decided turn away from formalism to a more casual and accessible method of evangelism. Widespread through the
19th century, the Holiness Movement began to bring what many referred to as "excessive manifestations" of emotions
in the church. The Methodists, Congregationalists and Presbyterians who began the camp meeting traditions saw tremendous
success as well as considerable charismatic activity at their gatherings which included more then just camp meetings.
James and Ellen White were present at such meetings and participated in some of the manifestations. (See Early Adventists
and Charismatic Worship Experiences by Ross Goldstone no longer available on the web... see instead Charismatic Experiences
in the Seventh-day Adventist Church; Present and Future by George E. Rice )
In 1898-99 a strain of fanaticism developed in the Indiana Camp meeting which has become a standard by which many
of the fundamentalist SDA’s found reason to attack CCM. Neil Livingstone writes in his article Holy Flesh &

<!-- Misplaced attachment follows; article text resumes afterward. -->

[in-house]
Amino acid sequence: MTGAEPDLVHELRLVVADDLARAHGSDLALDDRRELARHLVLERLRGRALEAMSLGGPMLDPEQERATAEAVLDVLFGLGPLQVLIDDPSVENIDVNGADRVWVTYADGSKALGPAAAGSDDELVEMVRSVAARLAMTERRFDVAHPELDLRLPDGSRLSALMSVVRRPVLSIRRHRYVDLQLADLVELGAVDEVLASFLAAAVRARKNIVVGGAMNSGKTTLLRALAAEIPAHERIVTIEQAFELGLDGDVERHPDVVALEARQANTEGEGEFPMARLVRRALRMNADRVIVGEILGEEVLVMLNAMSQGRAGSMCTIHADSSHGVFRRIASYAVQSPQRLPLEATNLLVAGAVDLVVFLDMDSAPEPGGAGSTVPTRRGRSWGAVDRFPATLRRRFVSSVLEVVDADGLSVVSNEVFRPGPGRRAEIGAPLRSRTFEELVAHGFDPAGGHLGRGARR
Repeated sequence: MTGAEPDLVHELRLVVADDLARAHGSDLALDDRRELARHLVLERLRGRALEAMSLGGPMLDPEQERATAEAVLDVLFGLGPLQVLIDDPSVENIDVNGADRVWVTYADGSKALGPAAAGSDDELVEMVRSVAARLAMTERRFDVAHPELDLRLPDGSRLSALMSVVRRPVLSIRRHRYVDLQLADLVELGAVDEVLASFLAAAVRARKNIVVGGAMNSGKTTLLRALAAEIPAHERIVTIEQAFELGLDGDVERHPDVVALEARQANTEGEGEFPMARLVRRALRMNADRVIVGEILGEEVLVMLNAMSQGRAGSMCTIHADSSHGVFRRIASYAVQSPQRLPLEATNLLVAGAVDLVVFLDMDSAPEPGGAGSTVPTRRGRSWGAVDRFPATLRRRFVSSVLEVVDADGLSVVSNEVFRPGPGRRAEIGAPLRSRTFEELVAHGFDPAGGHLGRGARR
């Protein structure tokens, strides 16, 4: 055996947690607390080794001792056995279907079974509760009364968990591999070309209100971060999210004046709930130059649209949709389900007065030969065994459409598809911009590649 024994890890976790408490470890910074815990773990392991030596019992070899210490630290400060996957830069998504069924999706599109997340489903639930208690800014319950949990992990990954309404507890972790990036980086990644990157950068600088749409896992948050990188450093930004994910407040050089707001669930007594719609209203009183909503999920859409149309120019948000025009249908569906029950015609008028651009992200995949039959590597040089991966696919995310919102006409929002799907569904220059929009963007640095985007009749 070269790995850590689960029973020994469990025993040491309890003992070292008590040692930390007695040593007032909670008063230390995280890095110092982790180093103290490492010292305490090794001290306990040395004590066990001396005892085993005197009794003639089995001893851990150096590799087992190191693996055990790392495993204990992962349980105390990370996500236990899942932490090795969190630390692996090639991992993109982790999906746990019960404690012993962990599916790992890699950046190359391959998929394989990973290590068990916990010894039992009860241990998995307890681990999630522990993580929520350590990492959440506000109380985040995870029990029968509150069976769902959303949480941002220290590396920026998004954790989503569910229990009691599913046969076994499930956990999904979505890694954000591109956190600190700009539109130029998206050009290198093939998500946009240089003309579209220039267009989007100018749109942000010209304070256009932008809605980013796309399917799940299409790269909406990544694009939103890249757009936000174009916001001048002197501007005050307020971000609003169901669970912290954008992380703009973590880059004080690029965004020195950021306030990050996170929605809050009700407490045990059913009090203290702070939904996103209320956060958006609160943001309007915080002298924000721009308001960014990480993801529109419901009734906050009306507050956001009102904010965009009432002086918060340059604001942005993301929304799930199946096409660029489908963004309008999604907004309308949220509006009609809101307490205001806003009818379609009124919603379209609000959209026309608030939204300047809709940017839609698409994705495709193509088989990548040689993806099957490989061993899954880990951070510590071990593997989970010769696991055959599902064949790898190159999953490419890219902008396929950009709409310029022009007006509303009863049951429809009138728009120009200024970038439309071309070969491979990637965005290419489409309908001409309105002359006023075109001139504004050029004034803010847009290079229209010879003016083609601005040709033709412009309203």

“In 1898, Satan, through a false teaching known as the ‘Holy Flesh Movement’ in Indiana, made an unsuccessful attempt
to introduce a false Christ and a ‘Pentecostal’ or ‘Celebration’ type of worship into the Seventh-day Adventist Church.”
“Notice that Ellen White called the Holy Flesh deception a ‘din and noise’, and that this din and noise was ‘inspired by the
spirit of Satan.’ One of the outstanding features of this deception was a ‘Celebration’ type of worship and music, utilizing
a full band with drums. But that was not all. Along with the erroneous style of worship was taught dangerous heretical
There is no doubt that there were heretical doctrines taught by the Holy Flesh proponents. There always seems to be those
who want to create a new doctrine, certainly the SDA church has had its fair share throughout her history. But was this
music really the “din and noise” so many have taken it to be. If we look at the letter S.N. Haskell sent to Ellen White it
does not appear that the music was the problem. He writes:
There is a great power that goes with the movement that
is on foot there. It would almost bring anybody
within its scope, if they are at all conscientious, and sit and listen with the least degree of favor, because